Honda Super Sports Car
So are we. The NSX isn’t the first of its kind to mesh electrons and hydrocarbons in the pursuit of speed, but give Acura credit for so rapidly democratizing the technology. Even with a starting price of $157, 800, the NSX is hard evidence of the kind of trickle-down economics that actually works. Sacrificing a fraction of the performance and the pure-electric driving capability of the 2015 Porsche 918 Spyder netted Acura a $700, 000 price cut for its mid-engined hero.
Widmer may have been talking about McLarens, Lamborghinis, and Ferraris when he made his 10-year prediction, but the electrification of performance won’t stop at supercars. Defying physics, the electrons are poised to flow into iconic performance cars where there’s even more resistance. Hybridized 911s and BMW M3s are an eventuality, not just a possibility. This NSX is a preview of things to come.
The engine-cover designer apparently grew up loving Jiffy Pop. The stiffer of the two suspension settings is a bit much for public-road driving.
The chassis is always awake even if the powertrain isn’t. With $1960 worth of Pirelli P Zero Trofeo R tires gluing the wheels to the pavement, our test car faithfully transmitted every minute steering input to the road regardless of the mode. Even as the steering weight ramps up with the more aggressive settings, the NSX turns in with zeal and precision. Most impressive, the NSX never belies its weight, no matter how fast the speed or how sharp the corner. Turns feel effortless, and as long as the pavement is smooth, the body remains flat.
That body is as much a hybrid as is the powertrain. It’s made primarily of aluminum castings, stampings, and extrusions, but the A-pillars, roof beams, and windshield header are all made of steel, meaning there is more ferrous metal in the body of this NSX than in the 27-year-old original. The front floorboards are the only structural carbon-fiber bits, although $21, 600 will buy just enough carbon fiber to reskin the roof, engine cover, splitter, sills, diffuser, and spoiler as seen on our $202, 960 test car. The outer panels are a mix of formed aluminum and molded plastics.
Not That Quiet: Quiet Mode
Compared with the mild-mannered Sport mode, Quiet mode is the self-effacing, almost apologetic way to pilot a low-slung, Valencia Red Pearl–painted origami supercar through a crowd; it kills the V-6 whenever possible. It is not, however, a truly silent mode. The engine still fires when you start the car in Quiet mode, though it revs only as high as the 1500-rpm fast idle and sounds as fierce as a Honda Odyssey minivan warming its catalysts. Once the powertrain is hot, Quiet mode largely behaves like an aggressive stop-start system.
That’s the side effect of performance-enhancing electric motors. They smooth the power delivery to the point that they mask the full contribution of the gas-fed engine. Flatten the accelerator and the NSX stirs the motors, the turbos, and the reciprocating pistons into a cascade of low-end torque, midrange boost, and high-end power. If you could separate the sensation from the intake-resonance tube singing just behind your skull, it would evoke the initial torque swell of an electric vehicle with the seemingly endless pull of a 9000-rpm Porsche. Even during part-throttle shifts, gearchanges register strictly audibly, with the motors masking the momentary blip in gas-engine torque. Our VBOX test equipment, which logs data 100 times per second, failed to detect any slackening in the speed trace when the transmission shifted.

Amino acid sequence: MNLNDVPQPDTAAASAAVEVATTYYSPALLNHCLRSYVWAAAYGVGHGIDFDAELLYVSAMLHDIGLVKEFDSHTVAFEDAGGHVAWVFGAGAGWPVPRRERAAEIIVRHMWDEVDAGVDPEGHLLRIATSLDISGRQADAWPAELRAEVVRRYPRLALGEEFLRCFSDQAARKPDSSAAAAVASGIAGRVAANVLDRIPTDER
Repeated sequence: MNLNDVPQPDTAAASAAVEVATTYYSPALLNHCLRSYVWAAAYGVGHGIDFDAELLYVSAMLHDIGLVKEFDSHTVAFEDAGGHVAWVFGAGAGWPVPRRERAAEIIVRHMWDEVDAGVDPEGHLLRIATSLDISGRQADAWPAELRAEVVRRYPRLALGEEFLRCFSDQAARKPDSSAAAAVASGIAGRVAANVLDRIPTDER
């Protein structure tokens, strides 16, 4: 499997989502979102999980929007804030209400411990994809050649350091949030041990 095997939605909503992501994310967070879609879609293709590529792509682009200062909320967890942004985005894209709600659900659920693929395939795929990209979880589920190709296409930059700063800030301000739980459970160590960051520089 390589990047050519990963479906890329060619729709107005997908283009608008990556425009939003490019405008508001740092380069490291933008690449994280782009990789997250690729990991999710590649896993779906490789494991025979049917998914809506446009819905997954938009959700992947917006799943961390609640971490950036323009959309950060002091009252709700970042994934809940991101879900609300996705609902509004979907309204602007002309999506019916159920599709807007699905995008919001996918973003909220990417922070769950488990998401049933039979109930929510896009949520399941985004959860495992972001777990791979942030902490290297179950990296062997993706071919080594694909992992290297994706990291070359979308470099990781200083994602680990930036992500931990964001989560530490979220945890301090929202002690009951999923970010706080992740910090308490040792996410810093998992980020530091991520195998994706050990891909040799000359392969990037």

Left in automatic mode in Sport-Plus, the gearbox will downshift under braking, though not very aggressively. The transmission prefers to keep revs between 3000 and 4000 rpm, and it feels more natural to find the right gear on your own with the paddle shifters. Even then, the transmission often denies the final downshift into first gear as you slow for a stop sign, and it’s only as you stomp on the accelerator that you discover the aggravation of still being in second.
Acura resisted the temptation to provide a separate damper calibration for every drive mode, which is fine by us. The Germans often get mired in creating a different but similarly compromised tune for each drive mode. Based on feel alone, Acura’s two settings use a fairly narrow portion of the bandwidth afforded by magnetorheological dampers, with one position covering Sport-Plus and Track modes and a softer tune for Quiet and Sport.
While the softer position nicely balances ride quality and body control, the stiffer position proved too much on our 10Best loop. The NSX skipped over lumpy sections, the engine revs surging and sagging as the rear tires shifted between light and loaded, which is unsettling busyness that saps confidence. Sport mode’s more compliant damping kept the body planted and allowed a faster pace over the same stretch of road. Unfortunately, there’s no way to decouple the damper settings from the drive mode.